The idea of a Pacific Division of the American Hockey League is not a new one, and no cause for concern to the Portland Pirates, according to Brad Church, the team’s new chief operating officer.

“It’s something that has been talked about for years,” said Church, who played for five AHL teams during a 13-year professional career that included a brief stint with the NHL’s Washington Capitals. “Those Western teams have always grumbled about getting their affiliates closer to them and, to date, there really hasn’t been much traction behind it.”

A report from Fox Sports in Arizona indicated the AHL may realign with a Pacific Division as early as the 2015-16 season and would include affiliates of Los Angeles, Anaheim, Phoenix, San Jose, Calgary and Vancouver.

“I don’t know what prompted that story,” said Jason Chaimovitch, the AHL’s vice president of communications. “It’s nothing new and nothing is imminent but it is something that’s been coming up.”

The Pirates are finishing up the third season of a five-year affiliation with Phoenix. In the past decade, the Pirates have also been affiliated with Washington, Anaheim and Buffalo.

“Our current relationship with Phoenix is very, very good,” Church said. “We’re communicating all the time. We’re very happy with the way things have gone.”

The distance between Portland and Phoenix – 2,748 miles – can make travel difficult and costly for players and front-office personnel to go back and forth between Maine and Arizona. Two Western NHL teams own their AHL affiliates based in New England – Los Angeles (Manchester, N.H.) and San Jose (Worcester, Mass.).

Other NHL clubs who own AHL franchises: Minnesota (Iowa), Calgary (Abbotsford, B.C.), New Jersey (Albany, N.Y.), New York Islanders (Bridgeport, Conn.), New York Rangers (Hartford), Edmonton (Oklahoma City), Vancouver (Utica, N.Y.), Buffalo (Rochester, N.Y.), Winnipeg (St. John’s, N.B.) Toronto (Toronto) and Pittsburgh (Wilkes-Barre, Pa.).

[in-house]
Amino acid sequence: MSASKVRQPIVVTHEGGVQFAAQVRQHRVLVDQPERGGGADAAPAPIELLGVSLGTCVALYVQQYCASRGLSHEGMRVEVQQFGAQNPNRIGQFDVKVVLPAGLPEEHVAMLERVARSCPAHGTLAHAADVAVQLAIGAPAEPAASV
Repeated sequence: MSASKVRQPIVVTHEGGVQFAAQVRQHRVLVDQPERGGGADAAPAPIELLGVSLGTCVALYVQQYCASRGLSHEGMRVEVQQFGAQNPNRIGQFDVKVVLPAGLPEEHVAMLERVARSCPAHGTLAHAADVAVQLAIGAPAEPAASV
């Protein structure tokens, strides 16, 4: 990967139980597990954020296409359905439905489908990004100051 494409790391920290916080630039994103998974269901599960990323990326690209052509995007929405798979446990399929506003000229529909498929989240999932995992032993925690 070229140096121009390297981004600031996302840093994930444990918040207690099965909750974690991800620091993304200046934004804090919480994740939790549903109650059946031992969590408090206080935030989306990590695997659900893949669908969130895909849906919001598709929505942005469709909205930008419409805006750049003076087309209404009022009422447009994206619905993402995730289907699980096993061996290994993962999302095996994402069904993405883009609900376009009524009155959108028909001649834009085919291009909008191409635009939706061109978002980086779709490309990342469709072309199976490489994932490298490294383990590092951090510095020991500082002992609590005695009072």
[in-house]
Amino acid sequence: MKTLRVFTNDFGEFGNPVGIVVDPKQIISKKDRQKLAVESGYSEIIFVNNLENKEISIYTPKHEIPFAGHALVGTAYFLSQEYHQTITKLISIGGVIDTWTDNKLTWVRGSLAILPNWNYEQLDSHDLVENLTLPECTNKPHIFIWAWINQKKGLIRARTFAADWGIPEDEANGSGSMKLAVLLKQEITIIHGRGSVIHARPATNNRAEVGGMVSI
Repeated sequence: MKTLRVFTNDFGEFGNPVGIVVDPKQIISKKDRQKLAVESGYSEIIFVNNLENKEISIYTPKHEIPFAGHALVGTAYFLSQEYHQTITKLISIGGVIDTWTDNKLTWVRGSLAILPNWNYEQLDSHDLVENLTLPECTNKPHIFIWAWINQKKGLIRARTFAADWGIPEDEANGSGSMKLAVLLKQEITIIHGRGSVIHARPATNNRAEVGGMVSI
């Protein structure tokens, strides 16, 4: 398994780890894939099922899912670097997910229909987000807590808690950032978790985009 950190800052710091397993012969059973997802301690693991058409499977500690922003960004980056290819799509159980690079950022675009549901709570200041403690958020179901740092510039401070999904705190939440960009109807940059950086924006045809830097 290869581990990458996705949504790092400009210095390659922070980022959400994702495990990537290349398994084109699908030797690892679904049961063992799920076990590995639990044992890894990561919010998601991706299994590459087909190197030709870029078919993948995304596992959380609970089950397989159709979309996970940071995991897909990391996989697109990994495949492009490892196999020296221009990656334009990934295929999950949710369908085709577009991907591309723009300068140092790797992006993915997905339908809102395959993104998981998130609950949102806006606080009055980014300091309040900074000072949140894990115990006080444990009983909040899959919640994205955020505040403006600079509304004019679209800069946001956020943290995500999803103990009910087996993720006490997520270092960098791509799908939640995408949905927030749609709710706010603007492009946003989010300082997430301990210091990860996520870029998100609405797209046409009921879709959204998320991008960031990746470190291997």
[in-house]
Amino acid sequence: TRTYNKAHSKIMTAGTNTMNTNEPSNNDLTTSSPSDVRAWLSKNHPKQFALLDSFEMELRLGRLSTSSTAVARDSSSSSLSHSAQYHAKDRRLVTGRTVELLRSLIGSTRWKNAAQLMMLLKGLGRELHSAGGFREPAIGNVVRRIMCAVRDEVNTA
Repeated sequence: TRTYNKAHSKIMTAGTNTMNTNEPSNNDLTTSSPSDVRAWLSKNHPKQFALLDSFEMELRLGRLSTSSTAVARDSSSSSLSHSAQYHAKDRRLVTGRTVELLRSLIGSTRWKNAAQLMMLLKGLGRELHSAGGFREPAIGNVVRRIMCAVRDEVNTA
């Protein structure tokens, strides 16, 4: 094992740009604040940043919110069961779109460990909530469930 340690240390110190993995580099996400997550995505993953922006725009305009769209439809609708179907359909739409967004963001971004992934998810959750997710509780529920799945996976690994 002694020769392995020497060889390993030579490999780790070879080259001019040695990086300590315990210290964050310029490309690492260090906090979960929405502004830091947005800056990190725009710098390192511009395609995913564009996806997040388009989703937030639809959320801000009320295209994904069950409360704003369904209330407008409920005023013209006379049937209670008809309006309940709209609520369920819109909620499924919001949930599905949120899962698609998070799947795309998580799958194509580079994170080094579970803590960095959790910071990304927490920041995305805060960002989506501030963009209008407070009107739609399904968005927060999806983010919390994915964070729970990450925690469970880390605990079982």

Even with ownership, those franchises could not relocate without approval from the AHL board of governors.

“It’s not as simple as waving a wand and saying, ‘We’re going to put six franchises out on the West Coast,’” Chaimovitch said. “If that’s the direction those (NHL) teams want to go, as a league, we’re at a stage of trying to figure out what the process is. So it’s early discussions. Nothing is imminent.”

The Pirates, who have played all their home games this season in Lewiston because of a since-resolved contract dispute with the Cumberland County Civic Center, entered the weekend in last place among the 30 AHL teams, with the lowest attendance. Over the previous decade, the Pirates tended to be in the middle of the pack in attendance.

Church said he expects attendance to rebound next season when the team returns to a refurbished Civic Center.

“We’re in a good place, with the (refurbished) building downtown and the practice and training facility in Saco,” he said. “We’re a top destination for any NHL club to house their prospects.”

Phoenix entered the weekend two points behind Dallas in the race for the eighth and final playoff berth in the NHL’s Western Conference.

“This is not a new topic,” Church said, “and absolutely no concern of ours at this point.”

Glenn Jordan can be contacted at 791-6425 or at:

Gjordan@pressherald.com

Twitter: GlennJordanPPH